I reported recently on a couple of very nasty near misses, and if you look at the comments at the end of that post there is another scary story about someone who thought he did not need to follow the rules. Recently there was a report of very similar near miss which was described like this:
The contractor moved cyclone fence (exclusion barrier) and dug 2 metres into a 3 metre no go zone with a 30 tonne excavator installing a drainage pit. Works on this estate started approx three months ago with various locations marked out and fenced to avoid encroachment. The whole area is clearly signed and a lot of discussions were already carried out with the estate developer prior to approve the works in the vicinity, explaining the risk of pipeline failure and conditions of works.
So again some strange thought processes were used to conclude that all the precautions could be ignored.
In the same vein there seem to be numerous anecdotes of farmers and others who hang their jacket on the pipeline warning sign and proceed to dig right next to it.
I have referred semi-disparagingly here to people who used strange thinking and/or did not believe they needed to follow rules, but I think the real problem is just as much with those of us in the pipeline industry who don’t understand the reasoning that might be used by others who are different from us.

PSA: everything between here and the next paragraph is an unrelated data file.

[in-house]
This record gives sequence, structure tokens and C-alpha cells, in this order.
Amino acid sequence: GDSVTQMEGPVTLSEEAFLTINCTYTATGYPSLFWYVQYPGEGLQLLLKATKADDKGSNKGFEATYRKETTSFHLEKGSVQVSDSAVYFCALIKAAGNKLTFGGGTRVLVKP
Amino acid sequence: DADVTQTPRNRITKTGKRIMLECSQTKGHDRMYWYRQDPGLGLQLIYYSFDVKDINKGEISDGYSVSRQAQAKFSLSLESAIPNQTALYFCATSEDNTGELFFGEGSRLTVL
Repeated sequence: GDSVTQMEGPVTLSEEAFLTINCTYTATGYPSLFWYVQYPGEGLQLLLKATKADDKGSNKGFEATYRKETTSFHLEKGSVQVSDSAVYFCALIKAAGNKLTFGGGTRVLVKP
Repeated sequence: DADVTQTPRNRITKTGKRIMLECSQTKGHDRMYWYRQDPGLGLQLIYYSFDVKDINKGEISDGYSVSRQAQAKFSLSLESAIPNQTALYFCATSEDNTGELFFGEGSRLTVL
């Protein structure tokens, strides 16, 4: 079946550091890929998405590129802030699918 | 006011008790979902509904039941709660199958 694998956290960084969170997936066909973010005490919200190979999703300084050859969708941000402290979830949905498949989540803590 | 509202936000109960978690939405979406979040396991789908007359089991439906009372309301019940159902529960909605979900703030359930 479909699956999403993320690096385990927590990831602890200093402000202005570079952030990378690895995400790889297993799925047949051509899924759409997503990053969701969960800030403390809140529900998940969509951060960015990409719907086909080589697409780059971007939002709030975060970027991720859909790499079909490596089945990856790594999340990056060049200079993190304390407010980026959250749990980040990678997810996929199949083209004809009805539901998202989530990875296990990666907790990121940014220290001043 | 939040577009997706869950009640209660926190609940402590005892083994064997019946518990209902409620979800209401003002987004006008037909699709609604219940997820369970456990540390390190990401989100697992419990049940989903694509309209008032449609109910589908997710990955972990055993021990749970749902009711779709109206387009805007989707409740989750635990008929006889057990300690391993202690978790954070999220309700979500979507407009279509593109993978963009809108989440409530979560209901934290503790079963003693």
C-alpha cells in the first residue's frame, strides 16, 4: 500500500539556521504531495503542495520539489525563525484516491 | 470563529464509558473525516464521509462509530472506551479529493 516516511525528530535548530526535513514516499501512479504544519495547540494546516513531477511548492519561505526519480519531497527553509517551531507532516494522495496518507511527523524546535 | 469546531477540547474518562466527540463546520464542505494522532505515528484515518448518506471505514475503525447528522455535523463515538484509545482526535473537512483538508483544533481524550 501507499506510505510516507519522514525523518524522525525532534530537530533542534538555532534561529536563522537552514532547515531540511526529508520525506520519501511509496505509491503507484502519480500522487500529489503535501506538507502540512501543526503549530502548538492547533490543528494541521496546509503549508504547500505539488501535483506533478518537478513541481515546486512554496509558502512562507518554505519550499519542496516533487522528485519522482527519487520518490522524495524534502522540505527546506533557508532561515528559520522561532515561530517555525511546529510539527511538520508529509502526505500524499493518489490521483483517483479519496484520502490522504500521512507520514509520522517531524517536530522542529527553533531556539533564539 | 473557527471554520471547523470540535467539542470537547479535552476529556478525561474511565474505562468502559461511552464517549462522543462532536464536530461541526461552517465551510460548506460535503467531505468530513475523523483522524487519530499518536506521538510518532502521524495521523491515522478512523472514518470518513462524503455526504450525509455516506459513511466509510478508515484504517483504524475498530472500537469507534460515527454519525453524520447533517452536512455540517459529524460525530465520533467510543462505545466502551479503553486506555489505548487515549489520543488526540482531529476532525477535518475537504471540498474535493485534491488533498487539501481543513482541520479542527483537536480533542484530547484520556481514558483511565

Not long ago I was fascinated by the book Everything is Obvious – Once You Know the Answer; How Common Sense Fails, by Duncan Watts (an Australian physicist turned sociologist and head of research at Yahoo – interesting career path!). At one point he says:
Plans fail … not because planners ignore common sense but rather because they rely on their own common sense to reason about the behaviour of people who are different from them
That statement seems to apply in spades to the problem of people who ignore all the measures that thoughtful and well-intentioned pipeline engineers and operators put in place in the hope of preventing pipeline damage. Just because it is common sense to us doesn’t mean that everyone else will share the same interpretation of “common sense”.
For this reason I am keen to see what the pipeline industry can learn about how people outside the industry think about the procedural protection measures we use. But regardless of that, incidents like these reinforce yet again the danger of believing that procedural controls provide complete protection. Others think differently.